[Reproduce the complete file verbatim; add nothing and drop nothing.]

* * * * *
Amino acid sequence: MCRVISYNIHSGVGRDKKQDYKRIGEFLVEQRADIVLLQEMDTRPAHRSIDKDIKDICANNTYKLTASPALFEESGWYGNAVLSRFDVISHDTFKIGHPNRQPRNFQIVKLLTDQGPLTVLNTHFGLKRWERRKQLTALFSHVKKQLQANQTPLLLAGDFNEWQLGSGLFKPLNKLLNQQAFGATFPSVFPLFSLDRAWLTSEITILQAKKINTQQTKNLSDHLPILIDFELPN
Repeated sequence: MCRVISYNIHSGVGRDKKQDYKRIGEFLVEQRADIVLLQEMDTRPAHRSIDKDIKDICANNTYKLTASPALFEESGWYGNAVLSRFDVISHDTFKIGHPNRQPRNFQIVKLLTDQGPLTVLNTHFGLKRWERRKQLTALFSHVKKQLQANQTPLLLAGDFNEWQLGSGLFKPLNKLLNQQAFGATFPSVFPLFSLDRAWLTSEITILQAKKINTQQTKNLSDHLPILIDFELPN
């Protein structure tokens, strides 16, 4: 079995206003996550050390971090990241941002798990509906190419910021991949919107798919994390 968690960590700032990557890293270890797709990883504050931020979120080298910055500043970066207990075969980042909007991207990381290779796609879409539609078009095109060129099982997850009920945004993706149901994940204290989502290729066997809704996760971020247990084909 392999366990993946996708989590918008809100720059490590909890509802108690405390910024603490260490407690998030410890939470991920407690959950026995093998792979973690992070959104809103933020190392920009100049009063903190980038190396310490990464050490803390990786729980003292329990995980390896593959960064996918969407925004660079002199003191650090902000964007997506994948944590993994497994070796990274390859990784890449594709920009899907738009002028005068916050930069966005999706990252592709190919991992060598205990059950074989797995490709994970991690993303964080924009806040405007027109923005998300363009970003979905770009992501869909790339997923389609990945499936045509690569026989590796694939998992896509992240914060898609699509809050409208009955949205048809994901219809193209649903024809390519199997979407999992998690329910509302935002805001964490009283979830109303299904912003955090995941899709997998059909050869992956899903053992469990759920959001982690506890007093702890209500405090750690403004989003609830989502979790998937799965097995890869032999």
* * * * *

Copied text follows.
Amino acid sequence: MCRVISYNIHSGVGRDKKQDYKRIGEFLVEQRADIVLLQEMDTRPAHRSIDKDIKDICANNTYKLTASPALFEESGWYGNAVLSRFDVISHDTFKIGHPNRQPRNFQIVKLLTDQGPLTVLNTHFGLKRWERRKQLTALFSHVKKQLQANQTPLLLAGDFNEWQLGSGLFKPLNKLLNQQAFGATFPSVFPLFSLDRAWLTSEITILQAKKINTQQTKNLSDHLPILIDFELPN
Repeated sequence: MCRVISYNIHSGVGRDKKQDYKRIGEFLVEQRADIVLLQEMDTRPAHRSIDKDIKDICANNTYKLTASPALFEESGWYGNAVLSRFDVISHDTFKIGHPNRQPRNFQIVKLLTDQGPLTVLNTHFGLKRWERRKQLTALFSHVKKQLQANQTPLLLAGDFNEWQLGSGLFKPLNKLLNQQAFGATFPSVFPLFSLDRAWLTSEITILQAKKINTQQTKNLSDHLPILIDFELPN
């Protein structure tokens, strides 16, 4: 079995206003996550050390971090990241941002798990509906190419910021991949919107798919994390 968690960590700032990557890293270890797709990883504050931020979120080298910055500043970066207990075969980042909007991207990381290779796609879409539609078009095109060129099982997850009920945004993706149901994940204290989502290729066997809704996760971020247990084909 392999366990993946996708989590918008809100720059490590909890509802108690405390910024603490260490407690998030410890939470991920407690959950026995093998792979973690992070959104809103933020190392920009100049009063903190980038190396310490990464050490803390990786729980003292329990995980390896593959960064996918969407925004660079002199003191650090902000964007997506994948944590993994497994070796990274390859990784890449594709920009899907738009002028005068916050930069966005999706990252592709190919991992060598205990059950074989797995490709994970991690993303964080924009806040405007027109923005998300363009970003979905770009992501869909790339997923389609990945499936045509690569026989590796694939998992896509992240914060898609699509809050409208009955949205048809994901219809193209649903024809390519199997979407999992998690329910509302935002805001964490009283979830109303299904912003955090995941899709997998059909050869992956899903053992469990759920959001982690506890007093702890209500405090750690403004989003609830989502979790998937799965097995890869032999």